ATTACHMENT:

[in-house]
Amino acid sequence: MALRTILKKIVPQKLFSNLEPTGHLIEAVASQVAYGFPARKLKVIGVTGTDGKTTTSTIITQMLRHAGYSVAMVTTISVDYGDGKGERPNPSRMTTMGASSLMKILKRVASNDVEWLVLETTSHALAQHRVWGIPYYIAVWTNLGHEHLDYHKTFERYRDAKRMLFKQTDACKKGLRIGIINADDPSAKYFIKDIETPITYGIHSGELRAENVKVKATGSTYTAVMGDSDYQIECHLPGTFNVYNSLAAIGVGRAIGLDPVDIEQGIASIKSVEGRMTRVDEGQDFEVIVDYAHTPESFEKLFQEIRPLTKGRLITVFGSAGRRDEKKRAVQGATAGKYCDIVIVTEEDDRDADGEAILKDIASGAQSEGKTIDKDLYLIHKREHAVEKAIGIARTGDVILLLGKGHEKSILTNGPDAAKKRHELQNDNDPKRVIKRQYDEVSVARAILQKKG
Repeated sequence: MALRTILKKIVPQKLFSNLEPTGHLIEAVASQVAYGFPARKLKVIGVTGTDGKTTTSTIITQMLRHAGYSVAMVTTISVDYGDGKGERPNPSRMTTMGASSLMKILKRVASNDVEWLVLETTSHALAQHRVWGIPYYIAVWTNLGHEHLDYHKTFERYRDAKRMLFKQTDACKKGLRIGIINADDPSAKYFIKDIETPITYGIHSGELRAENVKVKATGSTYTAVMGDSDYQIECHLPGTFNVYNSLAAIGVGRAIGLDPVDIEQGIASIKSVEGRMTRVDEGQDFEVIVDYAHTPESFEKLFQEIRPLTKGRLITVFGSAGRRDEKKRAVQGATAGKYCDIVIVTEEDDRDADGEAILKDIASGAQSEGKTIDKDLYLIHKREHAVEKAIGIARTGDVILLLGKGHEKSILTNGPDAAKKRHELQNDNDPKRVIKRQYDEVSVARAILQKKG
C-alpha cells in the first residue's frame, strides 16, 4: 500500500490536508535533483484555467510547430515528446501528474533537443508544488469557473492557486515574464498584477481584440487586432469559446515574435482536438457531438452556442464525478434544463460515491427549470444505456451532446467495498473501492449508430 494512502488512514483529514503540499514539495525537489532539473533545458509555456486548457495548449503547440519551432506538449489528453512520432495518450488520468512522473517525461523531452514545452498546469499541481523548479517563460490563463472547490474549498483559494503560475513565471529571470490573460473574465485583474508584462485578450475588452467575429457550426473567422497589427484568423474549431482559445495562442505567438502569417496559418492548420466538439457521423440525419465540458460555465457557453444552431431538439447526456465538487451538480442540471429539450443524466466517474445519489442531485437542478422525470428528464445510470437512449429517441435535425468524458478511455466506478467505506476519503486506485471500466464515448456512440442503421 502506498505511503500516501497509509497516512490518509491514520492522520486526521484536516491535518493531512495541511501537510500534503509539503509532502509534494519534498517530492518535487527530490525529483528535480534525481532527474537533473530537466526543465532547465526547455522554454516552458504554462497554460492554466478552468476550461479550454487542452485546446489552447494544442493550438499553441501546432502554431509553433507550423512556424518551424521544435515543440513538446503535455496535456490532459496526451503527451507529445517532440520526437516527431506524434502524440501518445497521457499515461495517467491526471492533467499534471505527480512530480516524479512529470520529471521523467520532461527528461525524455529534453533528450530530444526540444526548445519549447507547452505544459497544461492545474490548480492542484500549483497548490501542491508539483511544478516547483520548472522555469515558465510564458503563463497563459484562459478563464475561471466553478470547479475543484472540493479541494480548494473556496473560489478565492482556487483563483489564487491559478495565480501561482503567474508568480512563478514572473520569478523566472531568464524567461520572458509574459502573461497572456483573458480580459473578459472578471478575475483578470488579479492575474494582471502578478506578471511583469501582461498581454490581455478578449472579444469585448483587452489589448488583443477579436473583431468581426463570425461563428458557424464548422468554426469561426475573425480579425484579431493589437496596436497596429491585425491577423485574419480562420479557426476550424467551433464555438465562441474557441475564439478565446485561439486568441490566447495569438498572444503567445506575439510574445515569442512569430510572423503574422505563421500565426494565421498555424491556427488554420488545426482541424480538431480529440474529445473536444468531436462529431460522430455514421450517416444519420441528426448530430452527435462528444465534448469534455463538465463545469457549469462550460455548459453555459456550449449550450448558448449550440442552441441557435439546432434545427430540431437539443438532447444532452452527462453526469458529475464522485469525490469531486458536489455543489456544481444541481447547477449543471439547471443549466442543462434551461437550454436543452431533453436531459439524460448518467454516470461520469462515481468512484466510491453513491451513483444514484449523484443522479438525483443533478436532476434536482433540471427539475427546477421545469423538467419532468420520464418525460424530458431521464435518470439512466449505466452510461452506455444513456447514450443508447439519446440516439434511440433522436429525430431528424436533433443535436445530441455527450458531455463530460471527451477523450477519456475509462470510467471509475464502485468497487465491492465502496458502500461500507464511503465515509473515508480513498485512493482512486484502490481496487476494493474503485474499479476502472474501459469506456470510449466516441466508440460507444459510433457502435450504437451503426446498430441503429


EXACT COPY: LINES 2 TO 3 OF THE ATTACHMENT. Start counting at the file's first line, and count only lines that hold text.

Amino acid sequence: MALRTILKKIVPQKLFSNLEPTGHLIEAVASQVAYGFPARKLKVIGVTGTDGKTTTSTIITQMLRHAGYSVAMVTTISVDYGDGKGERPNPSRMTTMGASSLMKILKRVASNDVEWLVLETTSHALAQHRVWGIPYYIAVWTNLGHEHLDYHKTFERYRDAKRMLFKQTDACKKGLRIGIINADDPSAKYFIKDIETPITYGIHSGELRAENVKVKATGSTYTAVMGDSDYQIECHLPGTFNVYNSLAAIGVGRAIGLDPVDIEQGIASIKSVEGRMTRVDEGQDFEVIVDYAHTPESFEKLFQEIRPLTKGRLITVFGSAGRRDEKKRAVQGATAGKYCDIVIVTEEDDRDADGEAILKDIASGAQSEGKTIDKDLYLIHKREHAVEKAIGIARTGDVILLLGKGHEKSILTNGPDAAKKRHELQNDNDPKRVIKRQYDEVSVARAILQKKG
Repeated sequence: MALRTILKKIVPQKLFSNLEPTGHLIEAVASQVAYGFPARKLKVIGVTGTDGKTTTSTIITQMLRHAGYSVAMVTTISVDYGDGKGERPNPSRMTTMGASSLMKILKRVASNDVEWLVLETTSHALAQHRVWGIPYYIAVWTNLGHEHLDYHKTFERYRDAKRMLFKQTDACKKGLRIGIINADDPSAKYFIKDIETPITYGIHSGELRAENVKVKATGSTYTAVMGDSDYQIECHLPGTFNVYNSLAAIGVGRAIGLDPVDIEQGIASIKSVEGRMTRVDEGQDFEVIVDYAHTPESFEKLFQEIRPLTKGRLITVFGSAGRRDEKKRAVQGATAGKYCDIVIVTEEDDRDADGEAILKDIASGAQSEGKTIDKDLYLIHKREHAVEKAIGIARTGDVILLLGKGHEKSILTNGPDAAKKRHELQNDNDPKRVIKRQYDEVSVARAILQKKG